Upcoming events – Mid-stage and confirmatory results from Global Blood and Catalyst

Analysis

Welcome to your weekly digest of approaching regulatory and clinical readouts. Global Blood Therapeutics will report mid-stage data by the year’s end on GBT440 in idiopathic pulmonary fibrosis, an indication where success could bring upgrades, since current forecasts only cover sickle cell disease.

Having been hit with a refusal to file for Firdapse earlier this year, Catalyst needs a win in its latest phase III study in Lambert-Eaton myasthenic syndrome, a rare autoimmune neuromuscular disorder, to satisfy the regulators. Discussions over pricing Firdapse, a contentious orphan drug whose active ingredient has been used for many years unlicensed, will be a bigger debate.

Another string to its bow

The current quarter should yield data from three trials of Global Blood’s GBT440, which works by increasing haemoglobin’s affinity for oxygen, and is being tested in hypoxaemia – abnormally low levels of oxygen in the blood – in patients with idiopathic pulmonary fibrosis (IPF).

The studies comprise the single-arm phase II Zephyr trial in 16 adults who needed oxygen when resting, who were given 900mg GBT440 daily for 90 days. The primary measure is change in oxygen saturation from baseline, and secondary endpoints include the six-minute walk test, patient related outcomes, pulmonary function tests and adverse events.

A second phase II, a double-blind test, is in 30 adults with less severe disease who had low blood oxygen when exercising, looking at 600mg or 800mg versus placebo, once daily for 28 days. This primarily examines adverse events, but secondary measures include pharmacokinetics and oxygen saturation at rest and after exercise. Needham analysts note that a 3% difference in oxygen saturation versus placebo would be meaningful.

The last trial is a phase I study, Basecamp, in 20 healthy volunteers, looking at oxygen saturation during rest and exercise under hypoxic conditions, such as those experienced at higher altitudes.

Sickle cell disease is the compound’s lead indication, with a registrational phase III trial to report in 2019, though in this indication the project showed mixed results in phase II (Therapy focus – Sickle cell therapies creep closer to market, June 16, 2016).

EvaluatePharma sellside consensus puts 2022 sickle cell revenue at $464m, including partnering outside the US. GBT440 has an NPV of $1.7bn, well above Global Blood’s market cap. Morgan Stanley analysts expect a 10-25% stock movement either way, depending on the IPF data.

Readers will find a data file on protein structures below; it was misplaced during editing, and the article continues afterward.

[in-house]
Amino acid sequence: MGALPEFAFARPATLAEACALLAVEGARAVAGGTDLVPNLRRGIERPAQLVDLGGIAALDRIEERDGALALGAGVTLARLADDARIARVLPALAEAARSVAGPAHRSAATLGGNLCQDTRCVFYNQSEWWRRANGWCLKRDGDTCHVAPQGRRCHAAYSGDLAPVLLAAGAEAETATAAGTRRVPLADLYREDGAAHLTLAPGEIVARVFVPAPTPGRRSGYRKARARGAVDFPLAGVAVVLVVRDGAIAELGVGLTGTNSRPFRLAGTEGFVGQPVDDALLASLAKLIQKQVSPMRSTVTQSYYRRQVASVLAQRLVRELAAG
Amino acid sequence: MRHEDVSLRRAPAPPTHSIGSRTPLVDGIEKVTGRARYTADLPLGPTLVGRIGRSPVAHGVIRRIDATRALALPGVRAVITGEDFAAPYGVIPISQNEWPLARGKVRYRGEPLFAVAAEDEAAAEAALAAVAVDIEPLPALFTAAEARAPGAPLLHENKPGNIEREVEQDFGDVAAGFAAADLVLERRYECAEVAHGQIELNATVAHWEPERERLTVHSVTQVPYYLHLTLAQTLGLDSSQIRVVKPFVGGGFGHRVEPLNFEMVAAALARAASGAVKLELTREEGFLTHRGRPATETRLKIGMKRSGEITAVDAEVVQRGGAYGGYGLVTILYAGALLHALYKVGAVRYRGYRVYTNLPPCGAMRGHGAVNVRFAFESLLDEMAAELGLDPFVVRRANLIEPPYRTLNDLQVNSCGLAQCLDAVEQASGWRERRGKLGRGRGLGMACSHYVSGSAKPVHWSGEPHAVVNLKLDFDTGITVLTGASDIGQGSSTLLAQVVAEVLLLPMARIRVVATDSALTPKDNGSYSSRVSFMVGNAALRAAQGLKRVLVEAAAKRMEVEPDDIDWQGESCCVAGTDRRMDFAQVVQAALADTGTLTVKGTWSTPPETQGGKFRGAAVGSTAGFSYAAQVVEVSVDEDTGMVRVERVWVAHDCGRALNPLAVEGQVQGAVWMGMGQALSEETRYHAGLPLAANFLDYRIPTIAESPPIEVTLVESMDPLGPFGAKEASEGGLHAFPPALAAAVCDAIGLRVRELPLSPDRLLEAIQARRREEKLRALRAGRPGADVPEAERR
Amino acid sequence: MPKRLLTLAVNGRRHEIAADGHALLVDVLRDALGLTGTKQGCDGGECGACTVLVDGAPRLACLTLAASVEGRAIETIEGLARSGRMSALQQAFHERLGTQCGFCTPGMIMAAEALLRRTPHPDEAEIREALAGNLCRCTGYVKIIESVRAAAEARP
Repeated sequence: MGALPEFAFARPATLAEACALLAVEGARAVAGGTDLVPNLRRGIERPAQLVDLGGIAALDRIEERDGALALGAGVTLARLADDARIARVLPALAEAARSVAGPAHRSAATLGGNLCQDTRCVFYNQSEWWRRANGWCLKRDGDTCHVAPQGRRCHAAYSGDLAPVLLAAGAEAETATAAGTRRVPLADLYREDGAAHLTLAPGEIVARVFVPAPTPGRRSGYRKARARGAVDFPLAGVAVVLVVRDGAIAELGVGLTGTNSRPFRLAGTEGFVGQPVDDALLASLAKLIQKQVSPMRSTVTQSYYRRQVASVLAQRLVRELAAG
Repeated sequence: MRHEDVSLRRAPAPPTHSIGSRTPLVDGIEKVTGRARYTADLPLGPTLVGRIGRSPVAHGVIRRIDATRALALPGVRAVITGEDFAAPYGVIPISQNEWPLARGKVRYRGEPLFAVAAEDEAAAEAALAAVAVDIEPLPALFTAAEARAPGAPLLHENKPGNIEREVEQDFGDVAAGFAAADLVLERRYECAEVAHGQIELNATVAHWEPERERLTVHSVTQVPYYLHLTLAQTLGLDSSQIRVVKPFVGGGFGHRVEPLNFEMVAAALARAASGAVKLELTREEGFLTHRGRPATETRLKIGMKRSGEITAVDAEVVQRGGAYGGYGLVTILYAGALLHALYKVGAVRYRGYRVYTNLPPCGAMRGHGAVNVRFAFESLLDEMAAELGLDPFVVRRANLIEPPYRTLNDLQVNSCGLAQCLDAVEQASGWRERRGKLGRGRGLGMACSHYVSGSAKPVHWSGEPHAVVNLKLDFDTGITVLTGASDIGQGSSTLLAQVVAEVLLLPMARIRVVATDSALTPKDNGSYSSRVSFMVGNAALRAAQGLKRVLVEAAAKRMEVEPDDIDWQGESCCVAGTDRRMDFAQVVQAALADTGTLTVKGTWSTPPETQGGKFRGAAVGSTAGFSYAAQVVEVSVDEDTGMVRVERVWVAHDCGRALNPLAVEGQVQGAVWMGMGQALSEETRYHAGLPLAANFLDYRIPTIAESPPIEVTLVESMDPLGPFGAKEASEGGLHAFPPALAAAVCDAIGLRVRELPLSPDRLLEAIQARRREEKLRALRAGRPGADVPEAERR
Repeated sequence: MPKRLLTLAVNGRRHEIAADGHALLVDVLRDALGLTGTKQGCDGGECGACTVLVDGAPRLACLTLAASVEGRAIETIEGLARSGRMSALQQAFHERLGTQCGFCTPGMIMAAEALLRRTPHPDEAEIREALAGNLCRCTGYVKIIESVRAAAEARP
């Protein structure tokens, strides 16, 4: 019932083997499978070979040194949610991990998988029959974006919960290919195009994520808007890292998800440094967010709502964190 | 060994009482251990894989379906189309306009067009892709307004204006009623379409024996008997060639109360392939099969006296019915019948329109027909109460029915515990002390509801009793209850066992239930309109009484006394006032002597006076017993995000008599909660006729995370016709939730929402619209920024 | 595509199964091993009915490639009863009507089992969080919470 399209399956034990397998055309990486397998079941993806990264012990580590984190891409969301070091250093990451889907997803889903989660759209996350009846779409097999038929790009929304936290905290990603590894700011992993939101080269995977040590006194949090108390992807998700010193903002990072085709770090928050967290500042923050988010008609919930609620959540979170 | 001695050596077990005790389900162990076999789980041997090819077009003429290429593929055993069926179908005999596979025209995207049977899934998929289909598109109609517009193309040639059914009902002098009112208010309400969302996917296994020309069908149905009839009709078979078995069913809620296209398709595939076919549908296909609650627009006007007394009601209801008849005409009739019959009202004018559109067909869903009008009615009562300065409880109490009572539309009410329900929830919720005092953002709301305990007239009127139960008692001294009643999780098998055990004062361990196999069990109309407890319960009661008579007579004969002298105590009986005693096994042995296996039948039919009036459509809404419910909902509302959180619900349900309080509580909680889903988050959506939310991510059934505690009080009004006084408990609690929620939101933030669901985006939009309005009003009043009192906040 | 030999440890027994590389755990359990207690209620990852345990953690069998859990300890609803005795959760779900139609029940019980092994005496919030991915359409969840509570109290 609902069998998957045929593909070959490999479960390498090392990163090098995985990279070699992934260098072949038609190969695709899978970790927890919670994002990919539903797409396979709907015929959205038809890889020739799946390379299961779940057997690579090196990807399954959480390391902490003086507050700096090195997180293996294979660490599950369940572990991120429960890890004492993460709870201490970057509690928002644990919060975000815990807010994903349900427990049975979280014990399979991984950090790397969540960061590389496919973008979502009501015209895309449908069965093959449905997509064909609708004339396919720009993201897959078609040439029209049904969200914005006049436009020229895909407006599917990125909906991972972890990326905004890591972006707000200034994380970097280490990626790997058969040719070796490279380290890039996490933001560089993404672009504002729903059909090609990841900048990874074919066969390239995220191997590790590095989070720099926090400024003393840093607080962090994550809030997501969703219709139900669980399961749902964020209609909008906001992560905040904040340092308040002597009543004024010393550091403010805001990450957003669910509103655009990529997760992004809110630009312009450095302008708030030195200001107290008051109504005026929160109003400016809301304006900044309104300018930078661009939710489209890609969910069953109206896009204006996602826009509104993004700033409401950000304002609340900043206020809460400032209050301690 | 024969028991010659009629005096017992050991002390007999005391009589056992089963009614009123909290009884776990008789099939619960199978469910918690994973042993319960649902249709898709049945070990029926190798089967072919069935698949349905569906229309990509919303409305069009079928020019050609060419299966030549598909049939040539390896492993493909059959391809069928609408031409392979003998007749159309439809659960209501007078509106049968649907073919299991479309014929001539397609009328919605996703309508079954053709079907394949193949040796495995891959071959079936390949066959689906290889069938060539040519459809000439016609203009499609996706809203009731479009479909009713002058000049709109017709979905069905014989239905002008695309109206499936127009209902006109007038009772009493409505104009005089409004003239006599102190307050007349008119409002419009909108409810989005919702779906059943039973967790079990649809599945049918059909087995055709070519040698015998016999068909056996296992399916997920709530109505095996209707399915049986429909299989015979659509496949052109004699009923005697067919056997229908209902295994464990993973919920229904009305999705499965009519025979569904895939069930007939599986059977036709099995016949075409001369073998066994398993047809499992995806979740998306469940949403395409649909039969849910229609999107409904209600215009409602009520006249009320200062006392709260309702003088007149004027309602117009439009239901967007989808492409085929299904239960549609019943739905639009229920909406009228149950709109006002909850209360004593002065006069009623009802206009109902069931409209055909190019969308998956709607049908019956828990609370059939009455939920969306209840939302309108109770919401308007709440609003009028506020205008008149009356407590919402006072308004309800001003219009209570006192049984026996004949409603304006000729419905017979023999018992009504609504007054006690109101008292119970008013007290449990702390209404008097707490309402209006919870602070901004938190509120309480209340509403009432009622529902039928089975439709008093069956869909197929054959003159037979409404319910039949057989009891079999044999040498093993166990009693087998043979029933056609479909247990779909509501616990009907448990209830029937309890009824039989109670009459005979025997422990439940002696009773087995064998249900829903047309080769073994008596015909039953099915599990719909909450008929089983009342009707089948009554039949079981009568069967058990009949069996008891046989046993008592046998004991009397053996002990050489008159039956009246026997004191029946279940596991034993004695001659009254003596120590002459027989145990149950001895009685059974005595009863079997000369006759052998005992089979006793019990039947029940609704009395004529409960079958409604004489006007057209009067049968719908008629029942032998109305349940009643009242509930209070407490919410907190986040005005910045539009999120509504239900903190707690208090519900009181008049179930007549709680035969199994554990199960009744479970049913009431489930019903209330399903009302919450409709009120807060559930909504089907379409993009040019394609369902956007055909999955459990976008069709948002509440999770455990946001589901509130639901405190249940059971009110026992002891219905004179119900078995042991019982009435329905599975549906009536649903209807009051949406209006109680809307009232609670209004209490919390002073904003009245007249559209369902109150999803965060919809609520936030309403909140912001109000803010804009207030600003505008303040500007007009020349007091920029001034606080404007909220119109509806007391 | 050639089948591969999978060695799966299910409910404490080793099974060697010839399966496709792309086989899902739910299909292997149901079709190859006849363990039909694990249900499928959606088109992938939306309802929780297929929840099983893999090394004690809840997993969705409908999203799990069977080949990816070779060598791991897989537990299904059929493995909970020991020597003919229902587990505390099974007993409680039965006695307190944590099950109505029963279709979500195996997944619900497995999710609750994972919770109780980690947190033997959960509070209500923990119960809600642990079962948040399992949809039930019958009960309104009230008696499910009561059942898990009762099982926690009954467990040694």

Study Trial ID Notes
Zephyr NCT02989168 IPF patients who need oxygen while resting (oxygen dependent)
GBT440-006  NCT02846324 IPF patients who have low blood oxygen when exercising (oxygen independent)
Basecamp NCT03051711 Healthy volunteers: benefit in low-oxygen environments such as high altitude

Catalyst’s catalyst

Catalyst’s shares fell 37% in February when it got its US refusal to file letter for Firdapse, with the FDA calling the application incomplete. The regulators requested short-term confirmatory and abuse liability studies before resubmission.

The latest trial due to report in the fourth quarter is in 28 adults with Lambert-Eaton myasthenic syndrome, a rare autoimmune, neuromuscular disorder characterised by progressive muscle weakness of the limbs – the same indication that was previously rejected.

The study has the same co-primary endpoints as its previous phase III: quantitative myasthenia gravis score and global impression score. Firdapse was given three to four times a day for four days versus placebo in the randomisation period. 

The first phase III had a discontinuation design with 38 patients given Firdapse for at least 91 days and then assigned to Firdapse or placebo for two weeks. Patients then received open-label Firdapse for two years. At day 14 the change in quantitative myasthenia gravis score only just reached statistical significance, with a p value of 0.0452. The change in global impression was more stongly significant, with p=0.0028.

Firdapse, or 3,4-diaminopyridine phosphate, gained approval in the EU in 2009 and is promoted there by Biomarin. It had previously been used unlicensed for many years in its base form, 3,4-diaminopyridine. Last year Biomarin reported sales of $18m, and EvaluatePharma 2022 consensus forecasts sit at $166m, with $147m assigned to Catalyst.

In the US Jacobus Pharmaceutical, a private company based in New Jersey, had for over 30 years provided 3,4-diaminopyridine to patients for free, and is now also running clinical trials. Catalyst also provides Firdapse for free under an expanded-access programme, but with its orphan drug designation the issue of price could become highly contentious.

Study Trial ID Notes
Confirmatory study NCT02970162 Four days of Firdapse versus placebo
First study NCT01377922 Discontinuation design

To contact the writer of this story email Joanne Fagg in London at joannef@epvantage.com or follow @ByJoFagg on Twitter

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